A leftist former army officer who once led a military rebellion in hopes of toppling Peru’s president appeared headed for the nation’s top job Sunday — this time through the ballot box.
Eleven years ago, Ollanta Humala tried ousting President Alberto Fujimori. On Sunday, early results showed it was Fujimori’s daughter Keiko he was likely to beat by a narrow margin in one of the country’s most divisive elections.
With 78 percent of the ballots counted, the National Election Office said Humala had received 50.1 percent of the vote, versus Keiko Fujimori’s 49.9 percent.
Despite the razor thing margin shown by the early results, three exit polls and a quick-count by the election watch-dog group Transparencia gave the victory to Humala. Analysts expect his lead to widen as ballots from rural areas come in.
Although neither candidate declared victory, as soon as news of the exit poll results spread, crowds at Humala’s campaign headquarters broke out into a chorus of “Yes we could!”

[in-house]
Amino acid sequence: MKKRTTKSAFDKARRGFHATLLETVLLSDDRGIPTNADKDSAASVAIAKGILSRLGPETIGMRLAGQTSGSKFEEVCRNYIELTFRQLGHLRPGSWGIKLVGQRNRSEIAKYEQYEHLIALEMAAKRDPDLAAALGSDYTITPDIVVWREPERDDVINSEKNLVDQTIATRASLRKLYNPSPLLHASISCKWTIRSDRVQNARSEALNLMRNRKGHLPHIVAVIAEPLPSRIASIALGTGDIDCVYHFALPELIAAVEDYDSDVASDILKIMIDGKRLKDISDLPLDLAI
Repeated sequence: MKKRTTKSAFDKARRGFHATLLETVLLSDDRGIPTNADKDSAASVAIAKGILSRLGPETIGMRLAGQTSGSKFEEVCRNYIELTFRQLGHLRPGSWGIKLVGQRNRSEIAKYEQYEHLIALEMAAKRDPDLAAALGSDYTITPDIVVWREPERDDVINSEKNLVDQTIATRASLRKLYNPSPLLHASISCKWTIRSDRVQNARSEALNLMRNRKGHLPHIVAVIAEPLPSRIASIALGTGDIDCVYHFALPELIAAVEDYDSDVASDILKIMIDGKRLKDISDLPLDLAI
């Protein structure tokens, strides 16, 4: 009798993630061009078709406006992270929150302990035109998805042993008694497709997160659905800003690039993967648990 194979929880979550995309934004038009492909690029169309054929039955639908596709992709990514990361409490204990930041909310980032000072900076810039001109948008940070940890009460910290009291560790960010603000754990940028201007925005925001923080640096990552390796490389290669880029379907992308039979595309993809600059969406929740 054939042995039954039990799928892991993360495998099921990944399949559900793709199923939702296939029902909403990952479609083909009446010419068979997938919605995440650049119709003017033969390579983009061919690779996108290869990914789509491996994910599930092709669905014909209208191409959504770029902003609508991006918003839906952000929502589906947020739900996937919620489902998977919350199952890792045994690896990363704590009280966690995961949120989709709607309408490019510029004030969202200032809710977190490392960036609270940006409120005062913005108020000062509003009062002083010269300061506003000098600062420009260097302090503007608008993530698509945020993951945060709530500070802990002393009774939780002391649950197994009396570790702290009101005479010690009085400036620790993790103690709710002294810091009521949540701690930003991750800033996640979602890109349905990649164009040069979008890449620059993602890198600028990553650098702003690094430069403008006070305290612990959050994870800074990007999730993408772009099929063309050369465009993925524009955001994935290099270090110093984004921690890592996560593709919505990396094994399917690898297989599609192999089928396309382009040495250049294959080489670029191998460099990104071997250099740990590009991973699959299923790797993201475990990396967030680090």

The bitter race pitted Humala, who cast himself as a soft-left nationalist, against Fujimori, a right-wing populist and former legislator.
Humala’s prior ties to Venezuelan President Hugo Chávez, and Fujimori’s role as the standard-bearer for her jailed father, made it one of the most polarized elections in recent memory.
If Humala’s lead holds, experts said Humala needs to move quickly by naming centrists to his cabinet to prove that he is the reformed moderate he claims to be, said Steven Levitsky, a professor of government at Harvard and a visiting professor at the Catholic University in Peru.
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